You are Here > Home > My Retirement > How tax works on your retirement fund

How tax works on your retirement fund

Sep 30, 2021

How tax works on your retirement fundOne of the most common complaints I receive from pensioners is that they pay tax on their retirement benefits.

While one can sympathise with the plight of pensioners who often struggle to come out on their retirement income, one needs to understand the tax structure for retirement funds.

South Africa follows an “Exempt-Exempt-Taxable” (EET) regime, where contributions are deductible from your income and returns on your retirement investment are exempted from taxation, but benefits are treated as taxable income upon withdrawal or retirement. 

Contribution paid by the member is allowed as a deduction

During your working years, the contribution you make to your GEPF fund (or any retirement annuity) is tax deductible, subject to a limit of 27.5% of your income to a maximum of R350 000. This has the benefit of lowering your overall tax rate and taxable income during your working life.

For example, if you are under 65 years of age and have an annual taxable pensionable income of R300 000, in the 2022 year of assessment you would pay R44 990 in tax. If you contribute 7.5% of your salary to your GEPF fund, this would equate to R22 500 a year (R1 875 a month).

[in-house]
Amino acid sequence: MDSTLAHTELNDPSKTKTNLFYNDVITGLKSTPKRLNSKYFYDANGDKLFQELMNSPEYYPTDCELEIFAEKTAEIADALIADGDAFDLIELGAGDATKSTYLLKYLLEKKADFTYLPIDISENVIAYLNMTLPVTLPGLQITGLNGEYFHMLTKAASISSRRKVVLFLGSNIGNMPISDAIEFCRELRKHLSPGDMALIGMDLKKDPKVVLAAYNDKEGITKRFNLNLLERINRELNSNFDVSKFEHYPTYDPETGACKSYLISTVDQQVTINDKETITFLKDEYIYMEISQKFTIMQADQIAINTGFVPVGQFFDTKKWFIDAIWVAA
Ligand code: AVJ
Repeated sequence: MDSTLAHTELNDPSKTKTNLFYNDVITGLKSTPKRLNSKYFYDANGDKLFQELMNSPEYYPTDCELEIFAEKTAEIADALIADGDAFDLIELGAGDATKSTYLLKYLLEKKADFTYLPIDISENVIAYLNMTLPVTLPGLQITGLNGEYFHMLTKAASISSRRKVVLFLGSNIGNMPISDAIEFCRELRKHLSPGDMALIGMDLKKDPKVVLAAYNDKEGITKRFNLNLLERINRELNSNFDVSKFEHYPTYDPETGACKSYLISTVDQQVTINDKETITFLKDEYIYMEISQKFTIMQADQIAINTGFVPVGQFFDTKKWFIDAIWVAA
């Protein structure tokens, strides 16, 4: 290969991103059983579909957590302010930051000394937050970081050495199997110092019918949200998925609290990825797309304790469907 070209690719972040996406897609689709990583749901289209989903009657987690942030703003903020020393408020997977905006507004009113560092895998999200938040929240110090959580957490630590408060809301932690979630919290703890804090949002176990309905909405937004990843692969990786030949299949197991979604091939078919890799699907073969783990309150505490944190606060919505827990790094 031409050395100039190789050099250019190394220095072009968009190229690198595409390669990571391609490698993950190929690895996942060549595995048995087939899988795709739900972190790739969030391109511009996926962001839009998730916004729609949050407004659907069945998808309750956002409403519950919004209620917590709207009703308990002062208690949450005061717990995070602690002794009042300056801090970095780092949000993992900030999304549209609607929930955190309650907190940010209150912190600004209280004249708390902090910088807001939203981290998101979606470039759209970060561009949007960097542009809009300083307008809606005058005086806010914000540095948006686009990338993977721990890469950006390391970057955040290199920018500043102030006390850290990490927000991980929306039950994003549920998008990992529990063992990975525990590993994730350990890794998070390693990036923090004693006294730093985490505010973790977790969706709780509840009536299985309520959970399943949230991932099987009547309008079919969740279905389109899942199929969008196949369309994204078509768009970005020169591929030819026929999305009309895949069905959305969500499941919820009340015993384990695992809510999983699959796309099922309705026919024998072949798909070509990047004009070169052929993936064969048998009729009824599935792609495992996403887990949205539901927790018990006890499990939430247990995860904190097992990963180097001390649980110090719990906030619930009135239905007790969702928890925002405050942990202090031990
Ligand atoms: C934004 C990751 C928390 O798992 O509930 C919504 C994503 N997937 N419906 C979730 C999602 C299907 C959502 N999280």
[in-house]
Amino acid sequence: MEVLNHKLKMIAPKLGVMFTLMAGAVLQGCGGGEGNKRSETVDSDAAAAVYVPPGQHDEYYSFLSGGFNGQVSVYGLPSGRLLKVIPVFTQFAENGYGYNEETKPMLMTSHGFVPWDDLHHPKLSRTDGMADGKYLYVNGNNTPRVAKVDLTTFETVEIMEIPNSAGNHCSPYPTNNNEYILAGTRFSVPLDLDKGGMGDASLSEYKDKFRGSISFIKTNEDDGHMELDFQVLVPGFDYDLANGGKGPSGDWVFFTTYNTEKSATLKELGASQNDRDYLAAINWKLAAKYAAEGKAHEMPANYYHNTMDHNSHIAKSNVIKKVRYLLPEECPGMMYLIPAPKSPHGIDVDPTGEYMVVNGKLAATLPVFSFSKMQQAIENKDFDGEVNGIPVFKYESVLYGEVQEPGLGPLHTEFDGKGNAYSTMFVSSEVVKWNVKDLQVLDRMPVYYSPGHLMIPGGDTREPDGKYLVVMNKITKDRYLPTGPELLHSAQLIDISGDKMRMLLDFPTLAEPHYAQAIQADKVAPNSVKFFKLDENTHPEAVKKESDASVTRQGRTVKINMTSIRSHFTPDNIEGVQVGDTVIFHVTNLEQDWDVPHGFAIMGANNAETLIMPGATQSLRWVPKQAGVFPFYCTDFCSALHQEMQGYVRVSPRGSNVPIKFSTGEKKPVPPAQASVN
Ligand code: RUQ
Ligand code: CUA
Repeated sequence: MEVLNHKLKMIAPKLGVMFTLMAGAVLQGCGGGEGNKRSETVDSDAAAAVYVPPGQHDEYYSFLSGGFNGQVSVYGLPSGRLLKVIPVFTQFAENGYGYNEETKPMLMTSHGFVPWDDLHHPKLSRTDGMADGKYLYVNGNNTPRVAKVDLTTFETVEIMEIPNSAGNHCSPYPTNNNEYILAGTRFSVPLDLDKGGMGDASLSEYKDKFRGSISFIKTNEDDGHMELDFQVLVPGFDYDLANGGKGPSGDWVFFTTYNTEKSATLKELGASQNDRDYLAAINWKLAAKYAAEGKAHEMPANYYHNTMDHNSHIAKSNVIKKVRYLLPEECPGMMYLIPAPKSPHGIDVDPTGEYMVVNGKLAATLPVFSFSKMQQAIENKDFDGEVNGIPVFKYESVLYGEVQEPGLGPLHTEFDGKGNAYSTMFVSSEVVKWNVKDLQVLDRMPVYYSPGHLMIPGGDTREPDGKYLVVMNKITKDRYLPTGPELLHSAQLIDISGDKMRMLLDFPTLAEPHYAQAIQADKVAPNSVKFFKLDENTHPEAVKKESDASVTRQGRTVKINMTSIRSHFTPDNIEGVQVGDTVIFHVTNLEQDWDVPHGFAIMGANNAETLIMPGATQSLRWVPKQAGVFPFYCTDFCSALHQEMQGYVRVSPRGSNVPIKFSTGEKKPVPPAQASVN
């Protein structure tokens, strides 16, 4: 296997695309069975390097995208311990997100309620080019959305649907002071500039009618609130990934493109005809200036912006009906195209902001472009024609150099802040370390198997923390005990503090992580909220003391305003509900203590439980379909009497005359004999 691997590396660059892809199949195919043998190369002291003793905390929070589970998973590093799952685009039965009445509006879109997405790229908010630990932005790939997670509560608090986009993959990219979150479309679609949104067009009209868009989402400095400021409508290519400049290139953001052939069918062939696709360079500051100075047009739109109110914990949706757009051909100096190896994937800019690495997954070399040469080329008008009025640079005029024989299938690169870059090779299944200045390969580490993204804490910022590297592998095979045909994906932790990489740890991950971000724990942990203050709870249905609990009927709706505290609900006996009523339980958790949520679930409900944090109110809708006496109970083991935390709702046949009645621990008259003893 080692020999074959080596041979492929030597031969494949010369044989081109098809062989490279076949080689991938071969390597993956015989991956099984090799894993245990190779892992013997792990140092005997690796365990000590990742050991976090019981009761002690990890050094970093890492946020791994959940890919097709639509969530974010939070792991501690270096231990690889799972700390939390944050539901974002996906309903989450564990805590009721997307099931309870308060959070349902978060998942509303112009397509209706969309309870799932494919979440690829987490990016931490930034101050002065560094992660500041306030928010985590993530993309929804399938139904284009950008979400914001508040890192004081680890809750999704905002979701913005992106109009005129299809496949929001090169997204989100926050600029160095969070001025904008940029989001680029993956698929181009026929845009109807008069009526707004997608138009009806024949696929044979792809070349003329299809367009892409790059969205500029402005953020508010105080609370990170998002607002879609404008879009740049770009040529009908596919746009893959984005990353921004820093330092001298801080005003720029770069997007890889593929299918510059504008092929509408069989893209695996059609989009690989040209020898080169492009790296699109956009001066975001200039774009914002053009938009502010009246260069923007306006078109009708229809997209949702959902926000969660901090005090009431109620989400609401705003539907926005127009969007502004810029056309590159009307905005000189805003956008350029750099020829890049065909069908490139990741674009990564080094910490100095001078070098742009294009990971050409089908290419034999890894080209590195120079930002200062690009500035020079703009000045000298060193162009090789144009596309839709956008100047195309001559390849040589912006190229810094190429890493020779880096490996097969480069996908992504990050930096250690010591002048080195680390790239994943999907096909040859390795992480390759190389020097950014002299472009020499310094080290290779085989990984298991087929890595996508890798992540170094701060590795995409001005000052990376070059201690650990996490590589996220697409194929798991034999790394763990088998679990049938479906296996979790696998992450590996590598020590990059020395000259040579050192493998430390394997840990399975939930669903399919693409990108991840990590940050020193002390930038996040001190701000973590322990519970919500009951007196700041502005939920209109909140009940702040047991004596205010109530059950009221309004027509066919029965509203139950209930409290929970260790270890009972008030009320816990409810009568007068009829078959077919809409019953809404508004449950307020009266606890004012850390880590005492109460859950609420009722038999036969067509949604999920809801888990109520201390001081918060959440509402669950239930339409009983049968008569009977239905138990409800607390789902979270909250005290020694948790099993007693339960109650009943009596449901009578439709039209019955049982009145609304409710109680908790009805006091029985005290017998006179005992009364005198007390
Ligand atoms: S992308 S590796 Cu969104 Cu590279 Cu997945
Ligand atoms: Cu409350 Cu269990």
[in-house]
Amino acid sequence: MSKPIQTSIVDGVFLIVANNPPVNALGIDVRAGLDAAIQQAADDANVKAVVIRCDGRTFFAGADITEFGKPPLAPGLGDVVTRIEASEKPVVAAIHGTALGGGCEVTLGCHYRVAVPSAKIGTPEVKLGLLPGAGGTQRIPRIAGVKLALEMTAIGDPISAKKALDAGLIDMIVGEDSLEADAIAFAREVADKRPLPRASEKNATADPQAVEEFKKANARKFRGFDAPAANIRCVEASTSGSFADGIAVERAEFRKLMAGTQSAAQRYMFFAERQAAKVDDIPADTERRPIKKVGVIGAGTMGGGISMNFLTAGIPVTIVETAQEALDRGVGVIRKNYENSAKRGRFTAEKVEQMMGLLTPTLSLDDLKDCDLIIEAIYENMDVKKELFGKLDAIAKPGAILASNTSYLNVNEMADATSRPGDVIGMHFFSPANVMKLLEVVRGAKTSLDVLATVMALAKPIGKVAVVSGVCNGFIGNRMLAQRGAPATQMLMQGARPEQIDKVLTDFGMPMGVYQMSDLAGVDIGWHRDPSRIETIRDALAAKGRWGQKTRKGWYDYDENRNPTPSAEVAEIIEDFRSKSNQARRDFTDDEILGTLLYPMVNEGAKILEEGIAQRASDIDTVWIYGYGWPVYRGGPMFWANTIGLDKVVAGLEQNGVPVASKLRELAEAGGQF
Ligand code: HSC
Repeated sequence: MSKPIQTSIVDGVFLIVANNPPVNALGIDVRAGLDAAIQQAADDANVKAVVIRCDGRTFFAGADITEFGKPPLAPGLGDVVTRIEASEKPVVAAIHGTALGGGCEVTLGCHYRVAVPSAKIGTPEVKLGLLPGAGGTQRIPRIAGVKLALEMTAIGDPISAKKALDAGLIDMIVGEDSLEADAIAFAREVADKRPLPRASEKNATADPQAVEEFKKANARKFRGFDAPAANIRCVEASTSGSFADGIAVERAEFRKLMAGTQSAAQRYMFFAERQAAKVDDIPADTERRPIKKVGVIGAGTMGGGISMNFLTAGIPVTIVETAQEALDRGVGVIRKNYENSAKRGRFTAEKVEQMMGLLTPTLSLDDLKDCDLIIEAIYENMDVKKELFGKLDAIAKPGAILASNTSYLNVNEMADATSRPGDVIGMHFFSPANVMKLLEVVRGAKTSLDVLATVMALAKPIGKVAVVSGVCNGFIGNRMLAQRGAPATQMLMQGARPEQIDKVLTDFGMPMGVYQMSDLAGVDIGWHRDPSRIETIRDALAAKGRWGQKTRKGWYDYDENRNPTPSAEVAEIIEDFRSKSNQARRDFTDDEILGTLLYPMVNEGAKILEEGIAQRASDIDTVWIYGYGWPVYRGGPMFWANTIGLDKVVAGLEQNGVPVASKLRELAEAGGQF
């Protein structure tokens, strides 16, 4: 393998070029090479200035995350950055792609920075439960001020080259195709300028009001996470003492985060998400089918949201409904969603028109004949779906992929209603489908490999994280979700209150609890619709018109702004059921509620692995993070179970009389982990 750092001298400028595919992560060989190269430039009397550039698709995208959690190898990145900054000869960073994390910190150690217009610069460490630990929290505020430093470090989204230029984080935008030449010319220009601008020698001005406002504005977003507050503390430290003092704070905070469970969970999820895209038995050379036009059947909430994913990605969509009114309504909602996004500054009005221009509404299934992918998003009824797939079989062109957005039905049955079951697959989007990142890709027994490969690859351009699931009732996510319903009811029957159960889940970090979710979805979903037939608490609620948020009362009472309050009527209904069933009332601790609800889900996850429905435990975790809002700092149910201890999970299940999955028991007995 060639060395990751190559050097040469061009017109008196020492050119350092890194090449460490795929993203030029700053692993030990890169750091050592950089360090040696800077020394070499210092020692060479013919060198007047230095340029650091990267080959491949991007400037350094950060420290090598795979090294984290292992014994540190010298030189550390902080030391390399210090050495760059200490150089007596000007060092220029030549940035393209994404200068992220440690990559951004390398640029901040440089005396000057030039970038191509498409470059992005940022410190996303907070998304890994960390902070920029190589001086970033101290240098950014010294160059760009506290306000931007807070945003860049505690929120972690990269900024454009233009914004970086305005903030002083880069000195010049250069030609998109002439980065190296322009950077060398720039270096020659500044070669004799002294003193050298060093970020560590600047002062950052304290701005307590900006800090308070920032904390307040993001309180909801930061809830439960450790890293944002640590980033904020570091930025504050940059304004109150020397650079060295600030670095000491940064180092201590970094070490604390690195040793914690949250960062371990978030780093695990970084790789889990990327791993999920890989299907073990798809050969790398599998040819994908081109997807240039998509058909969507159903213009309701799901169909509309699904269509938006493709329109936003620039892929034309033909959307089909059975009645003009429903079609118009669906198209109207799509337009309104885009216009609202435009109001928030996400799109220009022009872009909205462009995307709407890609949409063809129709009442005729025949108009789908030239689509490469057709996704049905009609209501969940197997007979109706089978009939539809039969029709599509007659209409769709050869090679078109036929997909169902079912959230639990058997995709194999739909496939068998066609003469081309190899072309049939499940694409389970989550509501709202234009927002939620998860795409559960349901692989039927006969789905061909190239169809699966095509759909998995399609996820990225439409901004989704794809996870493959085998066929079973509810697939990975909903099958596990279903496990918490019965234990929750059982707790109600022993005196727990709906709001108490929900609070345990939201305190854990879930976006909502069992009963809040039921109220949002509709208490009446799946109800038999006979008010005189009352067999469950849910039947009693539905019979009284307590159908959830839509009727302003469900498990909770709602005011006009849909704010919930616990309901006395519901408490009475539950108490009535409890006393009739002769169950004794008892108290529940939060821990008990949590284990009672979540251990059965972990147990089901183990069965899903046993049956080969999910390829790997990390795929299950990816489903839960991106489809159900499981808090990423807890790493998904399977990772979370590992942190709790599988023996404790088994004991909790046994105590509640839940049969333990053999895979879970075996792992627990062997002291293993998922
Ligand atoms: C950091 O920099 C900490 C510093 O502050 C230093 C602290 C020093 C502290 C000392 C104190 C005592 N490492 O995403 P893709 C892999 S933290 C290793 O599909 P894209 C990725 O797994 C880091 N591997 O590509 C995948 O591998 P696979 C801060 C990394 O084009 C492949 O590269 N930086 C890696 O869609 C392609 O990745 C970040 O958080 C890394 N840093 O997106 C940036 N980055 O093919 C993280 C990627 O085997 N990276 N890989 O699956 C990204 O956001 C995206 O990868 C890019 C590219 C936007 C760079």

This is deducted from your salary and reduces your taxable income to R277 500. Now you only pay R39 140 in tax, which is a R5 850 (R44 990 minus R39 140) saving.  This is why we say the taxman partially funds our retirement. The more you contribute to retirement, the bigger your tax saving.

Contributions paid by your employer for your benefit (as a fund member) are taxable fringe benefits in your hands. However, you are treated as having made the contribution by your employer, so you can claim a deduction in respect of those employer contributions.

No tax on growth on the retirement fund

During your working life, your retirement fund grows tax free. This means there is no capital gains tax, no tax on interest and no dividend tax. Over a 30-year period, this could provide up to 30% more value at retirement because you did not pay those investment taxes.

The reason for these tax breaks is to encourage people to save for retirement. If you cash in your retirement fund when resigning, then the government wants to claw back some of those tax breaks.

That means you will pay tax on any withdrawal greater than R25 000. The withdrawal tax tables increase on a sliding scale, so the greater the amount you withdraw, the higher the percentage you pay in tax.

If, however, you are retrenched, then you can receive a total retrenchment package of R500 000 tax free, if you did not previously receive any other lump sums.

Tax on retirement income

The R500 000 tax-free amount applies to a lump sum commuted at retirement, as long as you did not receive any previous lump sums.

However, once your retirement benefit is used to provide you with a monthly income (pension/annuity), it is treated like any other income you may receive – in other words it becomes taxable. Remember this is not a double taxation as you received a full tax deduction on the contribution when you submitted your tax return while in employment.

The only good news for pensioners is that the percentage of tax paid reduces once you reach the age of 65 and again at the age of 75 as the tax thresholds increase at these ages. The tax thresholds for the 2022 tax year are as follows:-

SARS tax thresholds

Remember, when it comes to retirement planning, make sure you work on your after-tax income to calculate whether your income will be sufficient.

This article first appeared in City Press.